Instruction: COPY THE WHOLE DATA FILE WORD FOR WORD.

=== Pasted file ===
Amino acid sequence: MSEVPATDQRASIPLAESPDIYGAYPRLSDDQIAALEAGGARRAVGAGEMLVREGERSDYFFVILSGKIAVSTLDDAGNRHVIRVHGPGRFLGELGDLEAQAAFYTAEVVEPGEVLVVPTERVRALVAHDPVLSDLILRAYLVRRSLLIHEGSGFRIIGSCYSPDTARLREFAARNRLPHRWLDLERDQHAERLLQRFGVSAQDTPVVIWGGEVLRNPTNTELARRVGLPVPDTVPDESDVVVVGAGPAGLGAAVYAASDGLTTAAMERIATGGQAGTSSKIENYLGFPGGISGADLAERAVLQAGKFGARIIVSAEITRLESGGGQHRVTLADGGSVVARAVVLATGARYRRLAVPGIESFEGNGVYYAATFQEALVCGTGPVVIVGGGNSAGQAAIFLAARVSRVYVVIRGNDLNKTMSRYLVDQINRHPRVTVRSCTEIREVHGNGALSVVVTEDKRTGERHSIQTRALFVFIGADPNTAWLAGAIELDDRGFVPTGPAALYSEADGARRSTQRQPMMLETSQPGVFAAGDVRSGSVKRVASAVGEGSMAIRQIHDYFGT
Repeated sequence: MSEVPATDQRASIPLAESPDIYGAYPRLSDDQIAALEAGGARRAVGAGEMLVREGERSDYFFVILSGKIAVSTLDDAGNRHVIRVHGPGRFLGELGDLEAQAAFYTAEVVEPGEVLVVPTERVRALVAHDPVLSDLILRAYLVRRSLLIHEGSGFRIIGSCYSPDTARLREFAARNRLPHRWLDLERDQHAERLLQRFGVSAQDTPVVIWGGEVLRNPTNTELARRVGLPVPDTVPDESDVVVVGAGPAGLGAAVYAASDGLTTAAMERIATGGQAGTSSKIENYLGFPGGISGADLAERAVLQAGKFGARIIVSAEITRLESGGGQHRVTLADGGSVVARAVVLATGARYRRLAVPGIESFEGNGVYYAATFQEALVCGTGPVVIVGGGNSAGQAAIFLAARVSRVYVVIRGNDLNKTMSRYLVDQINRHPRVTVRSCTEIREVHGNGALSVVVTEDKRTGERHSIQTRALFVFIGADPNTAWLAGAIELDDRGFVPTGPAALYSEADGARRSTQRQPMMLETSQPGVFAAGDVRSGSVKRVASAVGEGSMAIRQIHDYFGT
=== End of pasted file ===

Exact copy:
Amino acid sequence: MSEVPATDQRASIPLAESPDIYGAYPRLSDDQIAALEAGGARRAVGAGEMLVREGERSDYFFVILSGKIAVSTLDDAGNRHVIRVHGPGRFLGELGDLEAQAAFYTAEVVEPGEVLVVPTERVRALVAHDPVLSDLILRAYLVRRSLLIHEGSGFRIIGSCYSPDTARLREFAARNRLPHRWLDLERDQHAERLLQRFGVSAQDTPVVIWGGEVLRNPTNTELARRVGLPVPDTVPDESDVVVVGAGPAGLGAAVYAASDGLTTAAMERIATGGQAGTSSKIENYLGFPGGISGADLAERAVLQAGKFGARIIVSAEITRLESGGGQHRVTLADGGSVVARAVVLATGARYRRLAVPGIESFEGNGVYYAATFQEALVCGTGPVVIVGGGNSAGQAAIFLAARVSRVYVVIRGNDLNKTMSRYLVDQINRHPRVTVRSCTEIREVHGNGALSVVVTEDKRTGERHSIQTRALFVFIGADPNTAWLAGAIELDDRGFVPTGPAALYSEADGARRSTQRQPMMLETSQPGVFAAGDVRSGSVKRVASAVGEGSMAIRQIHDYFGT
Repeated sequence: MSEVPATDQRASIPLAESPDIYGAYPRLSDDQIAALEAGGARRAVGAGEMLVREGERSDYFFVILSGKIAVSTLDDAGNRHVIRVHGPGRFLGELGDLEAQAAFYTAEVVEPGEVLVVPTERVRALVAHDPVLSDLILRAYLVRRSLLIHEGSGFRIIGSCYSPDTARLREFAARNRLPHRWLDLERDQHAERLLQRFGVSAQDTPVVIWGGEVLRNPTNTELARRVGLPVPDTVPDESDVVVVGAGPAGLGAAVYAASDGLTTAAMERIATGGQAGTSSKIENYLGFPGGISGADLAERAVLQAGKFGARIIVSAEITRLESGGGQHRVTLADGGSVVARAVVLATGARYRRLAVPGIESFEGNGVYYAATFQEALVCGTGPVVIVGGGNSAGQAAIFLAARVSRVYVVIRGNDLNKTMSRYLVDQINRHPRVTVRSCTEIREVHGNGALSVVVTEDKRTGERHSIQTRALFVFIGADPNTAWLAGAIELDDRGFVPTGPAALYSEADGARRSTQRQPMMLETSQPGVFAAGDVRSGSVKRVASAVGEGSMAIRQIHDYFGT